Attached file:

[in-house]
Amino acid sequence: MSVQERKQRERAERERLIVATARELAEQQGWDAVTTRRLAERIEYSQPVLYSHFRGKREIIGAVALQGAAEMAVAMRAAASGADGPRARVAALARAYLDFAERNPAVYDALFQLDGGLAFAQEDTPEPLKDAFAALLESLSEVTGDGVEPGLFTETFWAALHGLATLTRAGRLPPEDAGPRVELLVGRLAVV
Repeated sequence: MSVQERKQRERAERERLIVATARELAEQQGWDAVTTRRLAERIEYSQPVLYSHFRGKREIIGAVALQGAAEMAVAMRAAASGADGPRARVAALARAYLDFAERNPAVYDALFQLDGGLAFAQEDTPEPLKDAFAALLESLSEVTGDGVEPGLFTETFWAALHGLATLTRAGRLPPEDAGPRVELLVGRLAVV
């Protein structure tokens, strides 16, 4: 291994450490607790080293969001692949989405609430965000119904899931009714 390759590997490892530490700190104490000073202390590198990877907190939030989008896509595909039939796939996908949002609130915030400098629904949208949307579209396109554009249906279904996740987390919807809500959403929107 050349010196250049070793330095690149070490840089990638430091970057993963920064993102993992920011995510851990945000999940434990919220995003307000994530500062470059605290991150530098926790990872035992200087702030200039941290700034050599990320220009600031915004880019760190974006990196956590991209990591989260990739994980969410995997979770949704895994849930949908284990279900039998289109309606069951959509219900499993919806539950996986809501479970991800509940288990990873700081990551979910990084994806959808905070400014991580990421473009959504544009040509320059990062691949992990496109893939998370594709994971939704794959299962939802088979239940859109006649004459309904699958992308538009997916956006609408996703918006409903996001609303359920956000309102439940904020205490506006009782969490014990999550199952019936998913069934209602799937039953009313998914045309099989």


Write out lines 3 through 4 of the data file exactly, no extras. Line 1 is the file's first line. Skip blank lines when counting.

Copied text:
Repeated sequence: MSVQERKQRERAERERLIVATARELAEQQGWDAVTTRRLAERIEYSQPVLYSHFRGKREIIGAVALQGAAEMAVAMRAAASGADGPRARVAALARAYLDFAERNPAVYDALFQLDGGLAFAQEDTPEPLKDAFAALLESLSEVTGDGVEPGLFTETFWAALHGLATLTRAGRLPPEDAGPRVELLVGRLAVV
């Protein structure tokens, strides 16, 4: 291994450490607790080293969001692949989405609430965000119904899931009714 390759590997490892530490700190104490000073202390590198990877907190939030989008896509595909039939796939996908949002609130915030400098629904949208949307579209396109554009249906279904996740987390919807809500959403929107 050349010196250049070793330095690149070490840089990638430091970057993963920064993102993992920011995510851990945000999940434990919220995003307000994530500062470059605290991150530098926790990872035992200087702030200039941290700034050599990320220009600031915004880019760190974006990196956590991209990591989260990739994980969410995997979770949704895994849930949908284990279900039998289109309606069951959509219900499993919806539950996986809501479970991800509940288990990873700081990551979910990084994806959808905070400014991580990421473009959504544009040509320059990062691949992990496109893939998370594709994971939704794959299962939802088979239940859109006649004459309904699958992308538009997916956006609408996703918006409903996001609303359920956000309102439940904020205490506006009782969490014990999550199952019936998913069934209602799937039953009313998914045309099989």